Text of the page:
Nature in the City: Bengaluru in the Past, Present, and Future
by Harini Nagendra
Oxford University Press, 1 June 2016
This year, one of Bangalore’s largest citizen protests incidentally followed the publication of Harini Nagendra’s book – ‘Nature in the City – Bengaluru in the Past, Present, and Future’. It saw thousands raising their voice against the construction of a massive steel flyover that aimed to ease traffic en route to the airport but at the cost of several hundred trees. Such struggles to conserve nature amidst rapid urbanization exemplify the relevance of Nagendra’s book today – of the need to understand nature and its immense contribution to the ecological, social and cultural fabric of a city.
Nagendra has close ties with the city she describes – she grew up here, and is now a Professor of Sustainability at Azim Premji University, Bangalore. She draws greatly from her academic research, covering the ecological history of Bangalore going back several centuries, and gives a detailed account of changes nature has undergone in its private and public spaces leading to the present. She looks at the ecology of Bangalore from various vantage points – home gardens, slums, avenues and parks, sacred places, and lakes. But this is done in a very personal way, by weaving her findings with stories of people who interact with nature every day and whose reality is the changing face of this city. These multiple experiences of nature and people in Bangalore, come together to offer a picture that speaks of the city’s disconnect from its underlying terrain, a shift in the role of nature in people’s lives, simplification of biodiversity, and reduced access to nature.
The most compelling parts of Nagendra’s book are where she talks about the city’s history. There are several interesting details here – the historic recognition of Bangalore as its malnad (rocky region) and maidan (plains) parts, written records of settlements in the city from as far back as the 6th century, records of tigers and wild boars in now residential areas, or the turbulence of 17th century Bangalore when it changed hands between half a dozen dynasties. Nagendra uses history as a tool to explain ecological patterns today and the story of Bangalore’s lakes is one of her most moving narratives. Starting from a description of Agara lake from the 9th century to Col. R.H. Sankey’s construction of Sankey lake in the 1880s, she describes the centrality of lakes to the existence of Bangalore using several archival sources. She details the key events leading to their degradation, causing historic lakes such as Dharmambudhi to be converted into the city bus terminus, and Sampangi lake to be built over as Kanteerava Stadium.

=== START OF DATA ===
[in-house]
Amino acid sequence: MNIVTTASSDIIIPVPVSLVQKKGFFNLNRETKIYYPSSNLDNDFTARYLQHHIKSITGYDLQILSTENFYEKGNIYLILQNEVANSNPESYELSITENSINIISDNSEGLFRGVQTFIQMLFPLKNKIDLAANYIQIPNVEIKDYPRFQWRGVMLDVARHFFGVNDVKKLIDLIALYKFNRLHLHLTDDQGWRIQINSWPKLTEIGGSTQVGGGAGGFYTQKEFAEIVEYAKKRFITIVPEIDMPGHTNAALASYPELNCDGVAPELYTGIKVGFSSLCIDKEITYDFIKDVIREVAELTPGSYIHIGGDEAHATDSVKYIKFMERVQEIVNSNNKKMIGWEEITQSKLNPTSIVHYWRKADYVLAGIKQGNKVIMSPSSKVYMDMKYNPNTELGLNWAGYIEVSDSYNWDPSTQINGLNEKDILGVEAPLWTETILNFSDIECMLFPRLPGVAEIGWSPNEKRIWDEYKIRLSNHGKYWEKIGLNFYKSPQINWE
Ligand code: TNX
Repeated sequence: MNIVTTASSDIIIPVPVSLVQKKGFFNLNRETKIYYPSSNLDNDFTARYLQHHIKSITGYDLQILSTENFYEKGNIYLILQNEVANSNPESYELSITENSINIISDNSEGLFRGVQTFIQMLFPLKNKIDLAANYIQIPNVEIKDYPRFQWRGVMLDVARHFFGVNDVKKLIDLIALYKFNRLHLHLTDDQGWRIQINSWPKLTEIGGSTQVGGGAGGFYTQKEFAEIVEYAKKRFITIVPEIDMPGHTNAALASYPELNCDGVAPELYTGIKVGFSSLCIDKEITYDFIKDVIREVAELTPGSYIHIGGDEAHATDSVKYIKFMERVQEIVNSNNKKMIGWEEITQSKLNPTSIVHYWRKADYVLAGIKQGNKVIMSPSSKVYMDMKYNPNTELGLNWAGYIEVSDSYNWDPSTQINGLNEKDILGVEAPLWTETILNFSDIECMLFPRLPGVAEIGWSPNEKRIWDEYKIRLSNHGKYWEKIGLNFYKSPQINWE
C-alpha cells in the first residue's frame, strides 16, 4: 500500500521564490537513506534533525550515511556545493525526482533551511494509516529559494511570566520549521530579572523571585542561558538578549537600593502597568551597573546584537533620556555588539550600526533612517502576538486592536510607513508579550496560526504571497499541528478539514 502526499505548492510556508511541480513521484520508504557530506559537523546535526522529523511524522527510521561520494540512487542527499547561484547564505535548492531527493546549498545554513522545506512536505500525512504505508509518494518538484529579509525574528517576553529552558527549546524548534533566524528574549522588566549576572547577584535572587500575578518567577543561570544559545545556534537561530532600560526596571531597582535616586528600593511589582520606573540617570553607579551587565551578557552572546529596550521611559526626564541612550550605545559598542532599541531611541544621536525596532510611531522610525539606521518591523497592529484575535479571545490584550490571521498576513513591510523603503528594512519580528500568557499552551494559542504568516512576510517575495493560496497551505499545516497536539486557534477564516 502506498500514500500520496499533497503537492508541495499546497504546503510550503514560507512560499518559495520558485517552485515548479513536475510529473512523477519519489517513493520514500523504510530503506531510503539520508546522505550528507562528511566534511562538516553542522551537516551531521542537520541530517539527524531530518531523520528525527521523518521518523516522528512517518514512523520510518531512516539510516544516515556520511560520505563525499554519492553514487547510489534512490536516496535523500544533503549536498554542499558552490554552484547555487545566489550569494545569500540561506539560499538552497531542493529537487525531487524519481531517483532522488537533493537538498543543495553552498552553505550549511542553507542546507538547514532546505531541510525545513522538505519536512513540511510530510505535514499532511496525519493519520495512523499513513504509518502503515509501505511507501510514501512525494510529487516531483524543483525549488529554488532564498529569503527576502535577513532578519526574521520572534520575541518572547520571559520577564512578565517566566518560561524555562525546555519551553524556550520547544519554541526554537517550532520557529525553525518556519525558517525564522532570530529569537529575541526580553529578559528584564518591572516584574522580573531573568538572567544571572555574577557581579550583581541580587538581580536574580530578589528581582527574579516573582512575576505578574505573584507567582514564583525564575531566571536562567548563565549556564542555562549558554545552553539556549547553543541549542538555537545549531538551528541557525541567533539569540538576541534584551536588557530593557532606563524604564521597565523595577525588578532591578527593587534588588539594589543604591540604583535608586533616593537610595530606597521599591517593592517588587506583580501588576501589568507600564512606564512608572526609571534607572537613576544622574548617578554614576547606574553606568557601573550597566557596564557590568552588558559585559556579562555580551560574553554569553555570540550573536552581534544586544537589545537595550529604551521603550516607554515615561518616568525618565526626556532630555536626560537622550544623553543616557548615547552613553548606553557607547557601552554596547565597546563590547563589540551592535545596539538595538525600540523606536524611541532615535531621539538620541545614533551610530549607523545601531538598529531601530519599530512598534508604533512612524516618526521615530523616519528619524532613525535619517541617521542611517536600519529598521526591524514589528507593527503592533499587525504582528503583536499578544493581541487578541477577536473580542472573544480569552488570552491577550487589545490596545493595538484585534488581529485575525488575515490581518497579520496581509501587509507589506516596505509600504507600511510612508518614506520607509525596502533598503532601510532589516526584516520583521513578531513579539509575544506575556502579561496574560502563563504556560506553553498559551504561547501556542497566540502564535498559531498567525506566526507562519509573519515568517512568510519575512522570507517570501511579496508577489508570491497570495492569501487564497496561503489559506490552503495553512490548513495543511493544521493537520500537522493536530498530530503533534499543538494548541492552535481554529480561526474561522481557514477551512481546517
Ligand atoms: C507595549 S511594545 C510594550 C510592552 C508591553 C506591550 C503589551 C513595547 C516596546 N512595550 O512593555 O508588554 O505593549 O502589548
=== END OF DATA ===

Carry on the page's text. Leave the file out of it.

Against the image of Bangalore’s past, Nagendra’s descriptions of the city’s present take a new meaning. The shrinking of nature becomes apparent, not just in physical space, but also in the mental space of people who no longer directly depend on its trees and lakes. Those who do, are marginalized even further. One example is of the basket weavers on Krishna Rajendra Road in Basavanagudi, who worked in the shade of its large avenue trees for over half a century but were forced to move a few years ago when these trees were felled for the Bangalore Metro Rail project. Nagendra talks about people’s protests against this move, which unfortunately failed, but also many other civic protests in Bangalore’s history that were successful. Though the book makes one feel grim about the fate of nature in cities today, Nagendra is optimistic that collective action can still help make nature an integral part of cityscapes.
Nagendra’s work is a synthesis of Bangalore’s ecological history and an extensive case study of the effects of urbanization on nature. To someone who is familiar with the city, it offers more – names and places evoke intimate images in the mind and the book speaks to the reader on a very personal level.